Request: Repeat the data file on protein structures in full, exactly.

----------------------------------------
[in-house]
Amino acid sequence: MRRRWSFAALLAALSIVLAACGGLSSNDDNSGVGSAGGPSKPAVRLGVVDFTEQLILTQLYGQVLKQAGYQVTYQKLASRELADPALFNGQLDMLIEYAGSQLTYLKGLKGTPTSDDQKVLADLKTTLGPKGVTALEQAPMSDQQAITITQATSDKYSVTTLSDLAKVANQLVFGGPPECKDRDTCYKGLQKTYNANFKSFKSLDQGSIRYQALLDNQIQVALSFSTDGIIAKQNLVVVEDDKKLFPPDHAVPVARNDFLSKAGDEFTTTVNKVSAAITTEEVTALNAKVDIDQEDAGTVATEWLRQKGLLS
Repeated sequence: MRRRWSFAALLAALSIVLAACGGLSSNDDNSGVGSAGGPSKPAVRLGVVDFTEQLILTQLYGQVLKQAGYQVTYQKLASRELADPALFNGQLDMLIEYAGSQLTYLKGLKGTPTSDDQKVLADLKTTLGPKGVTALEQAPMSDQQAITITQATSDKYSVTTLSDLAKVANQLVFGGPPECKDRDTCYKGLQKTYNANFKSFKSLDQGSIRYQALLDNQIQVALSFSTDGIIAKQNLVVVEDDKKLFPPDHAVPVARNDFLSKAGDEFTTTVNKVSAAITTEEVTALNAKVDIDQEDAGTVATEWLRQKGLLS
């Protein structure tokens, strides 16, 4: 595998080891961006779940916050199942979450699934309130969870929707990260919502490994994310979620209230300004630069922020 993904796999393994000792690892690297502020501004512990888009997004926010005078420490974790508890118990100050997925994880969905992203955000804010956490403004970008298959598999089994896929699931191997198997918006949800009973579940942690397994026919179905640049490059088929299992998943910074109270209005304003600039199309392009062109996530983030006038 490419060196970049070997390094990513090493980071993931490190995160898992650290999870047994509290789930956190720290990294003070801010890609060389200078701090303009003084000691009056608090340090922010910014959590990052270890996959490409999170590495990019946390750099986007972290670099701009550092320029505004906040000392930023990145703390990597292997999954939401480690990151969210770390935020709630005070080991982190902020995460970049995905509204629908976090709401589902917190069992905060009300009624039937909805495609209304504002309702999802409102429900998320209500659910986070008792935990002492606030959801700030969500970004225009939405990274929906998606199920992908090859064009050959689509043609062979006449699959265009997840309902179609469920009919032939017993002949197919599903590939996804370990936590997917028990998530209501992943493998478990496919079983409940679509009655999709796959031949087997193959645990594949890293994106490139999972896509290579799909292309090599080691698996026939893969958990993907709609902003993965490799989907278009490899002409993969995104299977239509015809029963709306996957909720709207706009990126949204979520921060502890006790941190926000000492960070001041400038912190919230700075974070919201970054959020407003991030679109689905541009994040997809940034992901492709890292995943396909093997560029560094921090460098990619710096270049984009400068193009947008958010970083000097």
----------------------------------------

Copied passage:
[in-house]
Amino acid sequence: MRRRWSFAALLAALSIVLAACGGLSSNDDNSGVGSAGGPSKPAVRLGVVDFTEQLILTQLYGQVLKQAGYQVTYQKLASRELADPALFNGQLDMLIEYAGSQLTYLKGLKGTPTSDDQKVLADLKTTLGPKGVTALEQAPMSDQQAITITQATSDKYSVTTLSDLAKVANQLVFGGPPECKDRDTCYKGLQKTYNANFKSFKSLDQGSIRYQALLDNQIQVALSFSTDGIIAKQNLVVVEDDKKLFPPDHAVPVARNDFLSKAGDEFTTTVNKVSAAITTEEVTALNAKVDIDQEDAGTVATEWLRQKGLLS
Repeated sequence: MRRRWSFAALLAALSIVLAACGGLSSNDDNSGVGSAGGPSKPAVRLGVVDFTEQLILTQLYGQVLKQAGYQVTYQKLASRELADPALFNGQLDMLIEYAGSQLTYLKGLKGTPTSDDQKVLADLKTTLGPKGVTALEQAPMSDQQAITITQATSDKYSVTTLSDLAKVANQLVFGGPPECKDRDTCYKGLQKTYNANFKSFKSLDQGSIRYQALLDNQIQVALSFSTDGIIAKQNLVVVEDDKKLFPPDHAVPVARNDFLSKAGDEFTTTVNKVSAAITTEEVTALNAKVDIDQEDAGTVATEWLRQKGLLS
């Protein structure tokens, strides 16, 4: 595998080891961006779940916050199942979450699934309130969870929707990260919502490994994310979620209230300004630069922020 993904796999393994000792690892690297502020501004512990888009997004926010005078420490974790508890118990100050997925994880969905992203955000804010956490403004970008298959598999089994896929699931191997198997918006949800009973579940942690397994026919179905640049490059088929299992998943910074109270209005304003600039199309392009062109996530983030006038 490419060196970049070997390094990513090493980071993931490190995160898992650290999870047994509290789930956190720290990294003070801010890609060389200078701090303009003084000691009056608090340090922010910014959590990052270890996959490409999170590495990019946390750099986007972290670099701009550092320029505004906040000392930023990145703390990597292997999954939401480690990151969210770390935020709630005070080991982190902020995460970049995905509204629908976090709401589902917190069992905060009300009624039937909805495609209304504002309702999802409102429900998320209500659910986070008792935990002492606030959801700030969500970004225009939405990274929906998606199920992908090859064009050959689509043609062979006449699959265009997840309902179609469920009919032939017993002949197919599903590939996804370990936590997917028990998530209501992943493998478990496919079983409940679509009655999709796959031949087997193959645990594949890293994106490139999972896509290579799909292309090599080691698996026939893969958990993907709609902003993965490799989907278009490899002409993969995104299977239509015809029963709306996957909720709207706009990126949204979520921060502890006790941190926000000492960070001041400038912190919230700075974070919201970054959020407003991030679109689905541009994040997809940034992901492709890292995943396909093997560029560094921090460098990619710096270049984009400068193009947008958010970083000097």